She said, “Someone once told me that Dr. Hewitt had had a brief…flirtation with Mrs. Kimball.” The eldest of the Hewitts’ four sons, Will had indulged in a weakness for actresses during his visits home from England, where he’d been brought up and educated.
Peter chuckled as he cut a stack of ham slices into a pile of bite-sized pieces. “Looked like more than a ‘flirtation’ to me–on his part, at least. Looked to me like he was smitten but good. He had a bunch of white roses on the seat next to him–biggest bouquet I ever saw, just this mountain of flowers. And the look on his face while he watched her down there on that stage–you could tell he had it bad.”
“You knew who he was?” Nell asked. “You were just a boy. This was long before you came to work for the Hewitts, and back before the war, Dr. Hewitt only spent a few weeks out of every year in Boston. There were acquaintances of his parents who didn’t even know he existed.” Bizarre, considering the family’s position in Boston society, but Will had always nurtured a contempt for that world, and avoided it during his school holidays. And, too, he’d been at odds with the family patriarch, the venerable August Hewitt, since early childhood–hence his exile to England, where relatives had shunted the young firebrand from boarding school to boarding school, and finally to Oxford. It wasn’t until he took his fate in his own hands, defying his father to study medicine at the University of Edinburgh, that he began to feel as if he had a place in the world, a role, a purpose. Then came the war, and all that changed.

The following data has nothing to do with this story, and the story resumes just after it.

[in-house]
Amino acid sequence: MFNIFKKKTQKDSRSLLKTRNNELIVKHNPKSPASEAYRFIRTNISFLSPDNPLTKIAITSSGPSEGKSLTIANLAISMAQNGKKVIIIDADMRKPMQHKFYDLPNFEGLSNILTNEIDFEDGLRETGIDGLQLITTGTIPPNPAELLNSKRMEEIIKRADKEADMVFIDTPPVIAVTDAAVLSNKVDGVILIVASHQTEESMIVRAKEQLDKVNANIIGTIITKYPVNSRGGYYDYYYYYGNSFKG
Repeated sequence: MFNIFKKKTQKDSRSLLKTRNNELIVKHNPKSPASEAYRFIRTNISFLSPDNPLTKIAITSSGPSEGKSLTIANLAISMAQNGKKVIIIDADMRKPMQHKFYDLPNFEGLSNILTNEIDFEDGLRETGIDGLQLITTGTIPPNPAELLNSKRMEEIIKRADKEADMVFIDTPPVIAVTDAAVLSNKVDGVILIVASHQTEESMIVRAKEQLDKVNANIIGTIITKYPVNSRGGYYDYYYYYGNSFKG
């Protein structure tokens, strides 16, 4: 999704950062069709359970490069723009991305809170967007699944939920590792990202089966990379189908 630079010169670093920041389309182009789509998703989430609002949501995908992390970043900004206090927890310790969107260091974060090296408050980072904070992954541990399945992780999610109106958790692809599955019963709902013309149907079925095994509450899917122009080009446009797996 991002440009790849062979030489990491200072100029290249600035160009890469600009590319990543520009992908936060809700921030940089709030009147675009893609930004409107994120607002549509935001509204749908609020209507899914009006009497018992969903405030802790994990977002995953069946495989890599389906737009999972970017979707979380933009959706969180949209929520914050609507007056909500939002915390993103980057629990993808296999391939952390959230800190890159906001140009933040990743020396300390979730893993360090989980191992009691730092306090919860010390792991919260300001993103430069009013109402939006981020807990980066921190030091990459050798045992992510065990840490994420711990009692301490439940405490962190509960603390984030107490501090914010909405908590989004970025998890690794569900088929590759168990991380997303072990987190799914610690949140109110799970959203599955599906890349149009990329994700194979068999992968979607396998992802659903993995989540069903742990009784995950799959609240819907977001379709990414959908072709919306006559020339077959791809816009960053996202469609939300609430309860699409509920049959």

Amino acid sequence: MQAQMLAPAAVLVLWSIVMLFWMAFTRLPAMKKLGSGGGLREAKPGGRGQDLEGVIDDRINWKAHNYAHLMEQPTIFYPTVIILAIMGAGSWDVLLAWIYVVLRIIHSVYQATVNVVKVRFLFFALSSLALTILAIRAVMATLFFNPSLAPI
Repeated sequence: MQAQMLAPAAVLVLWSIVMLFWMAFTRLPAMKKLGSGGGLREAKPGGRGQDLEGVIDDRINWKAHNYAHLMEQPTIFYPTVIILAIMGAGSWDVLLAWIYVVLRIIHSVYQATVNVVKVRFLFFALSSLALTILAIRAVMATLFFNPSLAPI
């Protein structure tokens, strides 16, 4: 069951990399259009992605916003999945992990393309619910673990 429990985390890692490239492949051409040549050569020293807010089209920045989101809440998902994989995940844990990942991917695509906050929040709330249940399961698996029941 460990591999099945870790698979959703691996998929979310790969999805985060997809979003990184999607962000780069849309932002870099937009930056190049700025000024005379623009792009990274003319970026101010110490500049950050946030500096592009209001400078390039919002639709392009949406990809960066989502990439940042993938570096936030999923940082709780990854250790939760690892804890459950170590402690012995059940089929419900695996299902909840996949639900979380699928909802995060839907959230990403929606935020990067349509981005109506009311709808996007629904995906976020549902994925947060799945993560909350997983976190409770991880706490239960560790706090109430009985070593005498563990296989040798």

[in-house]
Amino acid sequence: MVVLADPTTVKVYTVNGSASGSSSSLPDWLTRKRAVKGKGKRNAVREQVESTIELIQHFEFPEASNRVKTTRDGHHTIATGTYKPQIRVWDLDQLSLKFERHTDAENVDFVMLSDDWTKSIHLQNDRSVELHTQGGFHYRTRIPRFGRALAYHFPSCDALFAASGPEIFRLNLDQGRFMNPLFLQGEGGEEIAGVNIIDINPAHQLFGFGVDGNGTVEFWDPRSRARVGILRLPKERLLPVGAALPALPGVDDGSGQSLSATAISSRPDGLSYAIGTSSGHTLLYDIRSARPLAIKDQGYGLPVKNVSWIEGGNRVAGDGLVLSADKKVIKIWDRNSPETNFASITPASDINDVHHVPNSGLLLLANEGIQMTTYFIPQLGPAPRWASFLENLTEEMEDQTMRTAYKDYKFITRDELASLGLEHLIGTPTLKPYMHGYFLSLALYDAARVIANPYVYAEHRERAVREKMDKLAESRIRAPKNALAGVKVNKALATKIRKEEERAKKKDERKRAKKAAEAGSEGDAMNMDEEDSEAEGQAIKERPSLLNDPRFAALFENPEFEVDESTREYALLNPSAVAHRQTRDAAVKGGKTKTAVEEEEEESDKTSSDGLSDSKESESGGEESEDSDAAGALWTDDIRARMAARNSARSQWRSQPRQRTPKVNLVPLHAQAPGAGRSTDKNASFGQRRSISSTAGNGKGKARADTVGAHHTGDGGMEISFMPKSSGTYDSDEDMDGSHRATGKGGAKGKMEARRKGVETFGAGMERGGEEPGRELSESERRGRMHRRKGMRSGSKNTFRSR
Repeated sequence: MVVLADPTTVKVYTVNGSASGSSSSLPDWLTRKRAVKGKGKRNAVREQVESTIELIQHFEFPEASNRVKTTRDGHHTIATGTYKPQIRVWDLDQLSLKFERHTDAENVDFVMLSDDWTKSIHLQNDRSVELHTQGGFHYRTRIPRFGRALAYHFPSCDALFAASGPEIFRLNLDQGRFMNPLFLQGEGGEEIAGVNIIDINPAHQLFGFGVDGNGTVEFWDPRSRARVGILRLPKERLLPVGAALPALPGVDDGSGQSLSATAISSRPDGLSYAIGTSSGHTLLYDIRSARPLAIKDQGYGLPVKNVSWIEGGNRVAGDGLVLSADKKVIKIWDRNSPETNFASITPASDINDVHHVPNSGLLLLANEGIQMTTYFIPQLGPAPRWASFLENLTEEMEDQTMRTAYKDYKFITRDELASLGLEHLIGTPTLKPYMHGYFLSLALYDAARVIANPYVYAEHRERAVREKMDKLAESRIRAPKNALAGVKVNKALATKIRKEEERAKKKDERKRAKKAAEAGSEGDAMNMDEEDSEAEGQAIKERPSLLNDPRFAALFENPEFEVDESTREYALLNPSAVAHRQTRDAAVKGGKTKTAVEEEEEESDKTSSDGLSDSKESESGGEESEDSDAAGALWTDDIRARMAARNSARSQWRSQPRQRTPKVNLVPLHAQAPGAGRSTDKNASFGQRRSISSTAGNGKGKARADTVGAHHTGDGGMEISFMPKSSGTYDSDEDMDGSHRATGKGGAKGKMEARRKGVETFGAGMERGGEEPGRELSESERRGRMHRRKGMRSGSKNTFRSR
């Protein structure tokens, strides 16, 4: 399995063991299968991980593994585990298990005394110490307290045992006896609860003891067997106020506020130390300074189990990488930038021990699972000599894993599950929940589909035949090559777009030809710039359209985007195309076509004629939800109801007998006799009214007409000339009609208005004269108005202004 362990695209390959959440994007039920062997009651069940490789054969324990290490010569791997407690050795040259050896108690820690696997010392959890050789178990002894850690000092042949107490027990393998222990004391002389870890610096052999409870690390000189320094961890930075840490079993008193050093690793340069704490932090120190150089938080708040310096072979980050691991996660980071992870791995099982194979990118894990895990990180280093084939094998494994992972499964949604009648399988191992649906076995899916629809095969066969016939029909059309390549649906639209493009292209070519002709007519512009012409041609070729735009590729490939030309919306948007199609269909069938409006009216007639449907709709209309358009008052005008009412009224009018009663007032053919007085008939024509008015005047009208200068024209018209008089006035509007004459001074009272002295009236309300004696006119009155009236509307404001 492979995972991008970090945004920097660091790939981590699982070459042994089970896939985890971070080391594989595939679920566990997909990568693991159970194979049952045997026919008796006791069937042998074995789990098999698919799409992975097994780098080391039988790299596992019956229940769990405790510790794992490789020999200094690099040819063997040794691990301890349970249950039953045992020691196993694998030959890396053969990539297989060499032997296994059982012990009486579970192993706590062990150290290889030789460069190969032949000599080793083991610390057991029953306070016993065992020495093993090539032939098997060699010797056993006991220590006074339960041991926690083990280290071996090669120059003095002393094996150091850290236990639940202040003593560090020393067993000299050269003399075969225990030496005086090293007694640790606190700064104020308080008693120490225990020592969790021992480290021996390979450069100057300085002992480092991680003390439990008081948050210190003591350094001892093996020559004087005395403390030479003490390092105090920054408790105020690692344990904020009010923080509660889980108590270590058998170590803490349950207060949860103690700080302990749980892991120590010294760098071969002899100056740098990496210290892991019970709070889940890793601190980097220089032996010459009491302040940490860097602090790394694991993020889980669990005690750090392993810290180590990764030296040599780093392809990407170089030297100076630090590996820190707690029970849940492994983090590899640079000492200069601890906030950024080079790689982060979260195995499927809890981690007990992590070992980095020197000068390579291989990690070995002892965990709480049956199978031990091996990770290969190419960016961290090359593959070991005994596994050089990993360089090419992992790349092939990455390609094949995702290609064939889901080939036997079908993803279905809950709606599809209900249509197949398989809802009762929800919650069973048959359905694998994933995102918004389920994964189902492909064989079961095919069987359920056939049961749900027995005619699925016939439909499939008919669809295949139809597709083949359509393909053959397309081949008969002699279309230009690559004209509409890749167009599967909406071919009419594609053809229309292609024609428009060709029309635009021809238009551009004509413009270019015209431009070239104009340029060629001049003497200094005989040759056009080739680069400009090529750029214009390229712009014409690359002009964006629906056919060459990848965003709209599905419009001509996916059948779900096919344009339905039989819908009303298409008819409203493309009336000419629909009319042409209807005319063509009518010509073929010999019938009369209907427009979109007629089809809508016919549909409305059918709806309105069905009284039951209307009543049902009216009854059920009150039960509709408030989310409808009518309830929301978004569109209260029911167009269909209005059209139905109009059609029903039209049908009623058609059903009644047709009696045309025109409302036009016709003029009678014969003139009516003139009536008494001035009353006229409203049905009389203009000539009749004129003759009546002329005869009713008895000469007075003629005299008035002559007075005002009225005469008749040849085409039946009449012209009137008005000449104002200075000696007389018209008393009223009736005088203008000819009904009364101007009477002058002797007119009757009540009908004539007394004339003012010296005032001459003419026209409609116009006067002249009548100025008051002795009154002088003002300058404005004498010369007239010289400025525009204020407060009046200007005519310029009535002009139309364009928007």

“Oh, I didn’t recognize him at the time,” Peter said, “but he stuck in my memory, what with that shiny black hair and those fine clothes, and…I don’t know. He had an air about him, the air of an older gentleman, a gentleman of the world, even though he couldn’t have been much more than” -Peter shrugged as he forked up some hash– “mid twenties?”
“He would have been twenty-one.”